Join our community of smart investors

Next week's economics: May 23 - 27

Next week's data could show that western economies are so far coping with higher energy costs.
Next week's economics: May 23 - 27

The eurozone economy is so far coping well with the energy crisis, next week’s news could tell us.

Purchasing managers’ surveys should report that both manufacturing and service sector activity in the region is still growing. Also, Germany’s Ifo should report stable business conditions and expectations whilst the National Bank of Belgium should say that business confidence is stable and above its long-term average.

One reason for such resilience is that Covid-related staff absences are declining and supply constraints and shortages of materials are easing slightly, both of which offset high energy costs. It’s also because – as Friday’s data from the European Central Bank (ECB) should show – households are borrowing a little more to see themselves through the squeeze on real incomes.

Things aren’t all rosy, though. Those purchasing managers will also report that prices are still rising sharply, which might fuel fears of higher interest rates. And ECB data might also show a slowdown in annual growth in the M1 measure of the money stock, especially in real terms. Historically, this has been a lead indicator of slower economic growth, and so it points to a slowdown later this year.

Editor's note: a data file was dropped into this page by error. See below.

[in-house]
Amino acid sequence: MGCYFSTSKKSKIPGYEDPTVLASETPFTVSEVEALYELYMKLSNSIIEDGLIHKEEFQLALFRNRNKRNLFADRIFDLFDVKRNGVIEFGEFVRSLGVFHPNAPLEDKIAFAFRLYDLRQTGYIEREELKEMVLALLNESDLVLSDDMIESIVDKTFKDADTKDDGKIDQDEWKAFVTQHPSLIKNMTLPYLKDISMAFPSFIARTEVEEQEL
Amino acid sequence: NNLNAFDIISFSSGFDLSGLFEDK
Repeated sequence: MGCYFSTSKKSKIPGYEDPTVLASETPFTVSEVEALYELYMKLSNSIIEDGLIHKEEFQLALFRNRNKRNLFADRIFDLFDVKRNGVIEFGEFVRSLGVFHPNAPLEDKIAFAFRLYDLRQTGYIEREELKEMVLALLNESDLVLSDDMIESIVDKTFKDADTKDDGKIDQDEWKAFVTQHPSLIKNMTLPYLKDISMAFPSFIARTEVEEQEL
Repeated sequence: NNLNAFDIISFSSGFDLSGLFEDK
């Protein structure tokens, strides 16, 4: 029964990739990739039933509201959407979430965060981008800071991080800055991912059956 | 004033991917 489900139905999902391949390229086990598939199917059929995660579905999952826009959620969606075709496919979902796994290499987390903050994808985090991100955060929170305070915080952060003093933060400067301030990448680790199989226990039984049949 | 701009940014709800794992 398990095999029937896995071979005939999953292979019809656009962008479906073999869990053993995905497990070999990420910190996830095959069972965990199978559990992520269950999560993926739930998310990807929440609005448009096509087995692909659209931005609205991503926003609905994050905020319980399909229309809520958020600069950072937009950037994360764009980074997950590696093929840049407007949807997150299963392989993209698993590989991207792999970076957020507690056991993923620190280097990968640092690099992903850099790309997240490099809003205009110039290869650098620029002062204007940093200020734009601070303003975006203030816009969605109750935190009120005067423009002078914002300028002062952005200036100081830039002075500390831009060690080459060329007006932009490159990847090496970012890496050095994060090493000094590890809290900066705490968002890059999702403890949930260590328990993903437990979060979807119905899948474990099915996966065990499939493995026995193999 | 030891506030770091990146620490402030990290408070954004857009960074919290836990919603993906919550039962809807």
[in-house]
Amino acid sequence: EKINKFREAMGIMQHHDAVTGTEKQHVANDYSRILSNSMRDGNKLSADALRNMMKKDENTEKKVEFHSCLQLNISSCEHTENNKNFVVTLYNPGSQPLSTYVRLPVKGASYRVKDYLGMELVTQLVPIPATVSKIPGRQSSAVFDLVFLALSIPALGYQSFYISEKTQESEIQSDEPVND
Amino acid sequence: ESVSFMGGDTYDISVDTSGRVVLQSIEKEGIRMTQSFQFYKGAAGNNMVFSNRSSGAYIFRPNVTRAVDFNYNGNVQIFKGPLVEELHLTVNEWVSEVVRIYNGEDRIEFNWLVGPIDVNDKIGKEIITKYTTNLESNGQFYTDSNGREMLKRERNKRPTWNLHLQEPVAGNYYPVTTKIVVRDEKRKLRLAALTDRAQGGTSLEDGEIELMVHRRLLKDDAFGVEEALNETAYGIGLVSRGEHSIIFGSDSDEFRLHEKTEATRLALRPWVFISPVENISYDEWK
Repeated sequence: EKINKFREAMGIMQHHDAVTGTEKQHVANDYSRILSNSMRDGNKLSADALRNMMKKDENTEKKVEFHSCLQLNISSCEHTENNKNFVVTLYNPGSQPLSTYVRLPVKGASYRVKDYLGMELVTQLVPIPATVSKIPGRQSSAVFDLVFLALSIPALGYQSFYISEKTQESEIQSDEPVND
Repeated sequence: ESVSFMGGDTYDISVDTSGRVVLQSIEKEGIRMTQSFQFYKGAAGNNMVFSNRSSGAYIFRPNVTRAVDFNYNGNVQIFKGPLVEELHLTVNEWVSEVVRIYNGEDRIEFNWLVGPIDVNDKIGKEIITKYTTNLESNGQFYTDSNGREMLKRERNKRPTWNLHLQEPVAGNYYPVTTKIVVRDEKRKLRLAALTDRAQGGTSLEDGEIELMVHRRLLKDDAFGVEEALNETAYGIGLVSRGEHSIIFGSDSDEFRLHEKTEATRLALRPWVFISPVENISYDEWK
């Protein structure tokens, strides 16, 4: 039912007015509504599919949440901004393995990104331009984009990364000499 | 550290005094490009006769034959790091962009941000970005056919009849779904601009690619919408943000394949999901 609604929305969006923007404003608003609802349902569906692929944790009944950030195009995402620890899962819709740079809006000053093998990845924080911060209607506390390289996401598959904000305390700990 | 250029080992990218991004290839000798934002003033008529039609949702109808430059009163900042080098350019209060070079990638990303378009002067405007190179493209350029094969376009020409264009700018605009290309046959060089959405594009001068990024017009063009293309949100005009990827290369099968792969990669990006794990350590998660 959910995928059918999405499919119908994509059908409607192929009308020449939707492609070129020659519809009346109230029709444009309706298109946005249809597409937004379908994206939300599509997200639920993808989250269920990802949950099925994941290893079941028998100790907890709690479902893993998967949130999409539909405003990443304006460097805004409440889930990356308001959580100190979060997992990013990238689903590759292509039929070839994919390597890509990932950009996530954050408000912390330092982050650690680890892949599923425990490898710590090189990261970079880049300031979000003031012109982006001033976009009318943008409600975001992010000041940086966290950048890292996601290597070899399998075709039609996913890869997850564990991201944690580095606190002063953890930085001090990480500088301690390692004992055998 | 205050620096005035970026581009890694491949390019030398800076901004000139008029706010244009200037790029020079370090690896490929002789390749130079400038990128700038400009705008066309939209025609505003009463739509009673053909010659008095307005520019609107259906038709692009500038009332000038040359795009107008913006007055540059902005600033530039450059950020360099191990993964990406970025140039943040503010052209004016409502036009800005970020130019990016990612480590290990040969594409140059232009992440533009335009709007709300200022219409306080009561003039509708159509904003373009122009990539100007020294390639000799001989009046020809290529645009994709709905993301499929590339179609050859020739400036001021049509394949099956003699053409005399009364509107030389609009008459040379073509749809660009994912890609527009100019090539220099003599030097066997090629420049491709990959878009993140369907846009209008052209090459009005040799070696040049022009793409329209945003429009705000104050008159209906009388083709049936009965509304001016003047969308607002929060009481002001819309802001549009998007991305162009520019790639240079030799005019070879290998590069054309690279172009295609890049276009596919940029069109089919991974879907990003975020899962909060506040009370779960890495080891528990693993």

In the UK, purchasing managers should also report ongoing growth in both manufacturing and services. The CBI’s survey of retailers, however, might paint a different picture. If it confirms retailers’ expectations last month it will show that sales in May were yet again weak for the time of year. This will raise fears that consumers are responding to real income pressures not just by running down their savings and borrowing more, but by cutting their spending.

In the US meanwhile, the second estimate of GDP should confirm that it fell in the first quarter. This, however, is in part due to a run-down in inventories that economists believe is only temporary. Other figures should corroborate that view, showing that durable goods orders have risen a little, which is consistent with economic expansion.

What is slowing down, though, is the housing market. Sales of new homes are likely to have fallen significantly from last April, in part because of rising mortgage rates. One important question is how far this slowdown (albeit from a high level) will affect the rest of the economy.

The UK’s housing market is also cooling. On Friday the Nationwide should report a fall in house price inflation, to under 11 per cent. Most economists expect price growth to continue falling thanks to the squeeze on real incomes and rise in mortgage rates. A lack of supply, however, could keep a floor under the market.